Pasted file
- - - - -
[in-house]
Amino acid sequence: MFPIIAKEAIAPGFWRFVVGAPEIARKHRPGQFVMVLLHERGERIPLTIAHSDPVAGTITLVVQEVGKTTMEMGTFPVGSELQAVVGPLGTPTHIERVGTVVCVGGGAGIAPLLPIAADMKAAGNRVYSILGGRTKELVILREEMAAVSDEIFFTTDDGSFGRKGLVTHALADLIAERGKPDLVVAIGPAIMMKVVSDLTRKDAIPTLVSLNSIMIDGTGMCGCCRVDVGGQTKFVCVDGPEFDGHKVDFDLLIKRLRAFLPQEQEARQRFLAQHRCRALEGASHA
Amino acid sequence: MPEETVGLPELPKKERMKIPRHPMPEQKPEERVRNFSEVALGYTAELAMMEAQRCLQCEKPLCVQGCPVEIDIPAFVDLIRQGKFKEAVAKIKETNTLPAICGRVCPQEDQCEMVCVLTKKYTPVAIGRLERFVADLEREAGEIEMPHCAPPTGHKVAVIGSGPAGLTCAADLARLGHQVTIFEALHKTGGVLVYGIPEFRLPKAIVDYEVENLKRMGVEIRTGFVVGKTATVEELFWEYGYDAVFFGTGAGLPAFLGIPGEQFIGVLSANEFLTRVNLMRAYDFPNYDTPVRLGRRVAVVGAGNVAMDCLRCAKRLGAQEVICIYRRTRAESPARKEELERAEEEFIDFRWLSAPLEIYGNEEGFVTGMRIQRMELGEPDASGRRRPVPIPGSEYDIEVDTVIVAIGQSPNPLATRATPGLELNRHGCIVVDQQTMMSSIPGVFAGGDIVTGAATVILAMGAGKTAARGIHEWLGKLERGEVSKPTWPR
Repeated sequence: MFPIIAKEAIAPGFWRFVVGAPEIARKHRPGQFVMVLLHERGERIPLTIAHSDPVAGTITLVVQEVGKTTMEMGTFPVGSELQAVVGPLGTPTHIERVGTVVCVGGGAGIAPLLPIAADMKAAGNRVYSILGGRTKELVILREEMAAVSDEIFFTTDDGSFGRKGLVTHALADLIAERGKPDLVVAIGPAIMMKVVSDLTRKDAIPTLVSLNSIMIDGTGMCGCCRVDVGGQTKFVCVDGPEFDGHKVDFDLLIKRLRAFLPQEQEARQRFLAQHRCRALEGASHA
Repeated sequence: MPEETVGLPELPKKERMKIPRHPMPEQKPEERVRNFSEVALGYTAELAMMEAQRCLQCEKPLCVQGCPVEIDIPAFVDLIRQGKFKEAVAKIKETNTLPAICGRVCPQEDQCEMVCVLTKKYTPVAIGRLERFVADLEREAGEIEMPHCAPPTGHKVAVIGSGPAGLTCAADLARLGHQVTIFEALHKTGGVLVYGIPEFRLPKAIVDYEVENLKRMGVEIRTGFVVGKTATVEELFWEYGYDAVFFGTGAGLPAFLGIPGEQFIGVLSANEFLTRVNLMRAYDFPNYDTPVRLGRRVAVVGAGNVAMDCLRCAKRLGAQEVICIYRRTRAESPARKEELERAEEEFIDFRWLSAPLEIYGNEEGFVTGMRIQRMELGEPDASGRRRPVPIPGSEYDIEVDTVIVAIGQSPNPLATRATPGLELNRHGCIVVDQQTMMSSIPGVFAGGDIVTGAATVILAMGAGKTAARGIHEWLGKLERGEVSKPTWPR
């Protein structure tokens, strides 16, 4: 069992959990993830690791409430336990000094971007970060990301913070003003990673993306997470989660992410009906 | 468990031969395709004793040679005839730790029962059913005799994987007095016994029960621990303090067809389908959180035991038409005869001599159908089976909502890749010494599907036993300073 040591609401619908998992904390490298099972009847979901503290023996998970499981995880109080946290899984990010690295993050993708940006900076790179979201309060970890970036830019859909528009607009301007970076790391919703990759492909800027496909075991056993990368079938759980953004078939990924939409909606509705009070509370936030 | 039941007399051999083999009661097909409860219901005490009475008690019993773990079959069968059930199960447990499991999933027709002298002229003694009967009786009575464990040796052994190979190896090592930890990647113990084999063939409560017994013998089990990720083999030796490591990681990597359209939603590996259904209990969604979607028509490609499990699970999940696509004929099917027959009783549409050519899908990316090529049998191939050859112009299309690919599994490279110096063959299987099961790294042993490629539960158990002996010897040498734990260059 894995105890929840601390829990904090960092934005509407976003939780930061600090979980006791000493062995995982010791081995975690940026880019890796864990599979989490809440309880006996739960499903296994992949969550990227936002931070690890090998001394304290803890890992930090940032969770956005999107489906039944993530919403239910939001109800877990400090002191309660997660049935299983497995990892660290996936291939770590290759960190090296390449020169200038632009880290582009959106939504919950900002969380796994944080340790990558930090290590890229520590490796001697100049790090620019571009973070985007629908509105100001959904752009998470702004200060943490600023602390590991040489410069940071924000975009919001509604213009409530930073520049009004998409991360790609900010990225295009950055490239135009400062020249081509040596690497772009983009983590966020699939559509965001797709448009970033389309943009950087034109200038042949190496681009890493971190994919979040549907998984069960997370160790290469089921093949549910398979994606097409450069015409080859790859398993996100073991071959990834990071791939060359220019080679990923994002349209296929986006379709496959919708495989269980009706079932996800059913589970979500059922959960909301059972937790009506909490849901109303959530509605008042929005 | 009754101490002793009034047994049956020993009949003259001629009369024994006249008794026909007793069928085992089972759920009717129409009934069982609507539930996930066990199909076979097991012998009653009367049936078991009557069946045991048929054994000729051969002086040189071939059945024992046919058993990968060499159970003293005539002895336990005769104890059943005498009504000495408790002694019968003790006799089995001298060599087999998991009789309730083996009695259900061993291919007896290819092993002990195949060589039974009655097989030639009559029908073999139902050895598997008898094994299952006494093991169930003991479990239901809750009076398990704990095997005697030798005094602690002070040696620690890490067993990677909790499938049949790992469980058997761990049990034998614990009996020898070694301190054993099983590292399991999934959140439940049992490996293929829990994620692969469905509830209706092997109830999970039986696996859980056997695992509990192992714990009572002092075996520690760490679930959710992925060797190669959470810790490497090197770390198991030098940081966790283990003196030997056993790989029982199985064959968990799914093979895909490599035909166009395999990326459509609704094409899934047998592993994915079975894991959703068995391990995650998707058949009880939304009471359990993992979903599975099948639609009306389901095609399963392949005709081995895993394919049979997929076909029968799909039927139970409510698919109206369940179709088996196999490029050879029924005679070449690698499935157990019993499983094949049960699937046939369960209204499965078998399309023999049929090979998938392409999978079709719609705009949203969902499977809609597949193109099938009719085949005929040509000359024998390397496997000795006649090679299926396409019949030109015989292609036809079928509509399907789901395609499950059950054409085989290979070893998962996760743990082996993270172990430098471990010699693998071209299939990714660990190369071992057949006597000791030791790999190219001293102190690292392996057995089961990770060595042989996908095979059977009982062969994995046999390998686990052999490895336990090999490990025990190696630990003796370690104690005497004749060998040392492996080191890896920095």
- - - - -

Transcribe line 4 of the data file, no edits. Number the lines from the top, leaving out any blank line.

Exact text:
Repeated sequence: MFPIIAKEAIAPGFWRFVVGAPEIARKHRPGQFVMVLLHERGERIPLTIAHSDPVAGTITLVVQEVGKTTMEMGTFPVGSELQAVVGPLGTPTHIERVGTVVCVGGGAGIAPLLPIAADMKAAGNRVYSILGGRTKELVILREEMAAVSDEIFFTTDDGSFGRKGLVTHALADLIAERGKPDLVVAIGPAIMMKVVSDLTRKDAIPTLVSLNSIMIDGTGMCGCCRVDVGGQTKFVCVDGPEFDGHKVDFDLLIKRLRAFLPQEQEARQRFLAQHRCRALEGASHA